Wednesday, 16 September 2020

Stamford Bridge 1066


With the anniversary of the battle just a week away, Invasion 1066: Stamford Bridge, of my own design and published by Revolution Games, hits the table.

The situation covers Harold’s fast response to the invasion in the north by the Viking army under King Harald Hardrada. The armies are facing each other on the mud flats near to the River Derwent.


This always gives a very different game to the hard grind of its sister design (Hastings) and is pretty much a hack’n slash affair, that generates early shocking losses by comparison.


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Invasion 1066 Stamford Bridge is a small format game with 140 counters and a 17” x 11” map. The historical set up has Harold’s Anglo-Danish army already on the far side of the River Derwent.


The Vikings have formed up on the mud flats, but being caught by surprise, many soldiers in this army had left their armour back on the longboats back at the village of Riccall on the River Ouse, downstream from York. This is represented by the Viking front line being filled by units that are face down, their true strength not known to either side. Some will have their armour and some won’t.


Around 2500 soldiers of the Viking army had been left back at Ricall, ten miles away and when they heard of Harold’s presence, they ran the distance to the Stamford Bridge battlefield. Led by Eystein Orri, these troops arrived fairly exhausted, but even so, the warriors literally burst onto the battlefield and for a moment, the battle hung in the balance due to their intervention.


This explosive arrival of reinforcements has become known as Orri’s Storm (or Gorcock’s Storm) and this originally was the title of the game in the early days, when I was putting self published (DTP) copies out. Happily, Revolution Games took the title and put out a professionalised version, which is what we will use today.


System wise, the only real things of note are; the Viking front line has ‘untried’ troops, some with armour, some without. Archers go ‘out of arrows’ and are removed from play whenever they roll a 1 or 2. When units are removed due to losses, all friendlies around them must take a morale test, this is adjusted for casualties suffered so far and a failed test causes a local rout.


This means as the game trundles on, ever higher losses result in increasing routs. Combat is not mandatory, but if you do attack and are successful, the attacker must advance into the vacant hex and keep their facing - this very often leaves their own flanks exposed and as line cohesion breaks down, casualties increase through a series of local flank attacks.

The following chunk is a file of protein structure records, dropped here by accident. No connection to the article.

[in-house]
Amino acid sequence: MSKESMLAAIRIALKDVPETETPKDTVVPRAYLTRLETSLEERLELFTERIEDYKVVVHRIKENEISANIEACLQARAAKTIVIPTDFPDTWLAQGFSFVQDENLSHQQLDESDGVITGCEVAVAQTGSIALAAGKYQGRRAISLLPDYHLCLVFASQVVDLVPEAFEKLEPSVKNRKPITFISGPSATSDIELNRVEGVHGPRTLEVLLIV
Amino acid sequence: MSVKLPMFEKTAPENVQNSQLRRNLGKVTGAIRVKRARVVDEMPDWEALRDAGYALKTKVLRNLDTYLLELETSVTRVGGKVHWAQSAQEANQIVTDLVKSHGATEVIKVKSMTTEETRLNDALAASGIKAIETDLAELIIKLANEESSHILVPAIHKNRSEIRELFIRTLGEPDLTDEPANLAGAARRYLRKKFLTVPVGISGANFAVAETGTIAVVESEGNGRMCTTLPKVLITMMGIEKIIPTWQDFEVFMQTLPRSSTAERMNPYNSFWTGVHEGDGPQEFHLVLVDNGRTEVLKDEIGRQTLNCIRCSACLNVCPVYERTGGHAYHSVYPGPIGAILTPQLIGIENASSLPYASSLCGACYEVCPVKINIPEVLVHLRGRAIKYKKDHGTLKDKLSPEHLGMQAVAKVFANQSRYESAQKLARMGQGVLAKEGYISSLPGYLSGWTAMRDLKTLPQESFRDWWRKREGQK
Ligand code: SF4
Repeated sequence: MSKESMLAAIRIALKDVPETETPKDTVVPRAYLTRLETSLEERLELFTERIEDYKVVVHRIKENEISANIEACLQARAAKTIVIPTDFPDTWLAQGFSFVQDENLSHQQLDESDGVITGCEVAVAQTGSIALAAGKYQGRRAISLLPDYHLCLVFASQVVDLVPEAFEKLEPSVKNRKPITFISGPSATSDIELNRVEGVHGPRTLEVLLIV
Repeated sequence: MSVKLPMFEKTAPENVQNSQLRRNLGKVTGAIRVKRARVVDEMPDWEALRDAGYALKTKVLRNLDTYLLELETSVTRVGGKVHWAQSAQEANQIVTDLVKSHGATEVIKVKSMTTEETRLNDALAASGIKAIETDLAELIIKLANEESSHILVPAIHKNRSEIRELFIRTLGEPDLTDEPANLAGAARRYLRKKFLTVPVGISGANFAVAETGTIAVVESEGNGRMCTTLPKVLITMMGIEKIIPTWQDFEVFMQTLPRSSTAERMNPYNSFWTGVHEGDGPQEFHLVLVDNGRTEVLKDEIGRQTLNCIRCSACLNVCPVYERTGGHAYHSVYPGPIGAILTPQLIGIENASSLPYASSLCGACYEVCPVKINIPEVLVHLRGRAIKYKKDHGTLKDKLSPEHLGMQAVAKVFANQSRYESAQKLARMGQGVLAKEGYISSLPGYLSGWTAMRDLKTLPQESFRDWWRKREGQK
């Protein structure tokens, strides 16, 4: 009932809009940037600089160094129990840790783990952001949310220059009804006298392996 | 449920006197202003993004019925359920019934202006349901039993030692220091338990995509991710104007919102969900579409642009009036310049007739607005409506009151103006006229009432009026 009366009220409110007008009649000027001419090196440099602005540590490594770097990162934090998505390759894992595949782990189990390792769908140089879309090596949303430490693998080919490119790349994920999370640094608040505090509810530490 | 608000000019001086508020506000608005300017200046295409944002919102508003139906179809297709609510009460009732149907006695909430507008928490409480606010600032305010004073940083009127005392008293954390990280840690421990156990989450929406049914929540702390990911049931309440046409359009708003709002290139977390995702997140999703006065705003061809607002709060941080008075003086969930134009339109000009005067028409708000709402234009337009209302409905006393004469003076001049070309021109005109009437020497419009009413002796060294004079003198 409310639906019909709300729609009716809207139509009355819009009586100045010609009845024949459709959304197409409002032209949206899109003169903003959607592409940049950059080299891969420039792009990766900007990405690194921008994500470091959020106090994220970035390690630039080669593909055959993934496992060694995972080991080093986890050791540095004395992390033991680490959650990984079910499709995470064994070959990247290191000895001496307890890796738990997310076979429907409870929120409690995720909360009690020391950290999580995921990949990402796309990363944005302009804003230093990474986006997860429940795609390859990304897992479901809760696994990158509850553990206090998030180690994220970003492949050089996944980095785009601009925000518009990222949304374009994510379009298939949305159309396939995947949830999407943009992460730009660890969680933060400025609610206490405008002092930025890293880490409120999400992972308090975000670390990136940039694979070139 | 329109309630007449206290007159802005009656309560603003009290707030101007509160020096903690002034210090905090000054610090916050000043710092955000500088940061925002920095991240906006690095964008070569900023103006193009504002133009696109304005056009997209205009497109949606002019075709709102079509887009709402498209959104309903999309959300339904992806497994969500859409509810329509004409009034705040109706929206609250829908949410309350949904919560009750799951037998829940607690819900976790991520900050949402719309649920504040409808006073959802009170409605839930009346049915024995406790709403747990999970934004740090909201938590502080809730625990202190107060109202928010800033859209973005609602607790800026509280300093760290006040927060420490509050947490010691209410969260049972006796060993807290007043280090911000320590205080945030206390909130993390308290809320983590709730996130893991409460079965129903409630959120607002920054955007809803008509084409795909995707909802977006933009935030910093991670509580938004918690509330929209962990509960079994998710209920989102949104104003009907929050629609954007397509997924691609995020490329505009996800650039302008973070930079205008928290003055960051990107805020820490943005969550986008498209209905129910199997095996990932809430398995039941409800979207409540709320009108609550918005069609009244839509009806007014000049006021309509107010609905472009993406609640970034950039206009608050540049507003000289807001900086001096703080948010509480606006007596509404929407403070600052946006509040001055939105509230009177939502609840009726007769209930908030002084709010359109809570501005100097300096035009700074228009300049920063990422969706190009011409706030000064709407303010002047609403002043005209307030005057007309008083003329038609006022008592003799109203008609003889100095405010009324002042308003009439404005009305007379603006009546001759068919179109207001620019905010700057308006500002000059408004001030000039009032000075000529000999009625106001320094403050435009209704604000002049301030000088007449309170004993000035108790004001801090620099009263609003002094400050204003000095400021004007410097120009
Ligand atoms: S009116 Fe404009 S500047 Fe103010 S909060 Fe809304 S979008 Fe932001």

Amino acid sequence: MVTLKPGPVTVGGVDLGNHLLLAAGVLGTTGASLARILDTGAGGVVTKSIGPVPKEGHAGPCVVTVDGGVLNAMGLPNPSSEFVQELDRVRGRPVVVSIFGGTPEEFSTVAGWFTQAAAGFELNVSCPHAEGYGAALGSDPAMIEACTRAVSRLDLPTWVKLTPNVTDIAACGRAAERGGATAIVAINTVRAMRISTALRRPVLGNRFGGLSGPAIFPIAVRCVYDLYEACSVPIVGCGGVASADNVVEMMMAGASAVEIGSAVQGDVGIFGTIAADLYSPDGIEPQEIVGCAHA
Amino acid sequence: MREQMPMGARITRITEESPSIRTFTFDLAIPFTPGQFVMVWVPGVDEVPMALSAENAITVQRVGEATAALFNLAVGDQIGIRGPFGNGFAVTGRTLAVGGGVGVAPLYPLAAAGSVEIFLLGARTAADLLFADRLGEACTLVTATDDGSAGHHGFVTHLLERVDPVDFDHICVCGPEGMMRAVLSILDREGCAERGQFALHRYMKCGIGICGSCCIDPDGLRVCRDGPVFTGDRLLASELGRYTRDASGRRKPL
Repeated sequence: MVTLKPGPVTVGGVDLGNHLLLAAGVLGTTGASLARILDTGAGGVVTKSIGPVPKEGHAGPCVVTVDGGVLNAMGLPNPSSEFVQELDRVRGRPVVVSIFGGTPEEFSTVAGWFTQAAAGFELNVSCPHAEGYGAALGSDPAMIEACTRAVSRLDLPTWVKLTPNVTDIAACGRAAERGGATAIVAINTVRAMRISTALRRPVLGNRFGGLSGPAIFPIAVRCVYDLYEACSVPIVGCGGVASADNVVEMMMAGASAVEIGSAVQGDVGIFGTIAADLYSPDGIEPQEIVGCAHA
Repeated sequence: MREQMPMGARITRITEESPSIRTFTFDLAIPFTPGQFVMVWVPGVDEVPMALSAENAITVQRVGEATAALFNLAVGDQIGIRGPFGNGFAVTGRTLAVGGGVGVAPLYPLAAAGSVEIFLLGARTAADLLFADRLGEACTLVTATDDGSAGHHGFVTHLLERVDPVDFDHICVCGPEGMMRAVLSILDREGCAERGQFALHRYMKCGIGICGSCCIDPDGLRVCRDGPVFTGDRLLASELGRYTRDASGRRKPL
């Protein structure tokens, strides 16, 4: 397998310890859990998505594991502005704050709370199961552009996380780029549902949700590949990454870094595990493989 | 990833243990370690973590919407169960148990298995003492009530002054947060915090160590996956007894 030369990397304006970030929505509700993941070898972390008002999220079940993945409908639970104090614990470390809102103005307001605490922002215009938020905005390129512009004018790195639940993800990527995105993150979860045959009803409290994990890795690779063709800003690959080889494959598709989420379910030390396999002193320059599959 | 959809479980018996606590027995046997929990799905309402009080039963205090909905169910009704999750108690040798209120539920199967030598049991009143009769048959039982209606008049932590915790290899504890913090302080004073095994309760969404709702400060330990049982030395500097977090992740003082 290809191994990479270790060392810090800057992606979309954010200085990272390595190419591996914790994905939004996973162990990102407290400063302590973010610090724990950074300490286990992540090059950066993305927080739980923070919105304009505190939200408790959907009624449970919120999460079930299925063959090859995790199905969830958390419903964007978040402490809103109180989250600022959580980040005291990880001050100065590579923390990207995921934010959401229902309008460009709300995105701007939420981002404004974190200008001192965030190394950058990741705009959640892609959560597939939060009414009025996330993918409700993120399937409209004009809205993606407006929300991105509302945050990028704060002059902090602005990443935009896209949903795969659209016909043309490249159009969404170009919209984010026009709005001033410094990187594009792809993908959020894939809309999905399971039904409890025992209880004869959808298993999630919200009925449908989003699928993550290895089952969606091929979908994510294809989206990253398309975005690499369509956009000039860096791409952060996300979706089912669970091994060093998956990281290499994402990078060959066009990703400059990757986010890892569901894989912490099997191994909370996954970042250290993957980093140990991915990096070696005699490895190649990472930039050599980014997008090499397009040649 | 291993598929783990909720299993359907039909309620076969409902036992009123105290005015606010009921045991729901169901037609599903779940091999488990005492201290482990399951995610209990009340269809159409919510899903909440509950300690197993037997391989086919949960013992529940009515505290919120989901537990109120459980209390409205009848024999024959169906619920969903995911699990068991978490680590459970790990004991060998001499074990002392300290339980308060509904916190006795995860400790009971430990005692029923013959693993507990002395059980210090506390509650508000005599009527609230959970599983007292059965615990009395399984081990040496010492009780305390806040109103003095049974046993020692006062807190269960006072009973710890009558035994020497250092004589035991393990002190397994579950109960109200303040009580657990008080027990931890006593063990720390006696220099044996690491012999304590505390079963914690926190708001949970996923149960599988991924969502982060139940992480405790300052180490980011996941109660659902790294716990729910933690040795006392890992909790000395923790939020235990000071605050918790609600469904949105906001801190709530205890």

Anyway, with all that said .... here we go!


At start positions, Vikings are blue


Turn 1. The opening turns are adjusted to recognised that Harold had to get his army across a narrow bridge and then deploy on the far side. This built in delay means that on turn 1, the Anglo-Danish army can’t move .... except if they take up the option of swapping out 4 housecarl units for 4 mounted housecarl units, they can use that cavalry.


I included this option purely because of the reference of mounted men made in Snorri Sturluson's Heimskingla saga, but I am not inclined to have mounted units in this army, so I didn’t adopt the optional rule and so nothing happens on turn 1. The Vikings hold firm, steadfast in their shieldwall defence.


Turn 2. The housecarls and archers are released this turn (but not the Fyrd) and so the housecarl move up and engage all of those ‘inverted’ front line Viking units. As each attack is announced and executed, the strengths of the defenders are revealed and by pure chance, the units without armour (strength 4) are all grouped on the Viking right.


Housecarls advance to contact


The first attack goes in on the far left, 5 Combat Points Vs 4 Combat Points, so the Housecarl unit attacks the Hirdmenn unit with a +1 advantage (units cannot ‘gang up’ in this system), the die is rolled and both attacker and defender go ‘Disordered’.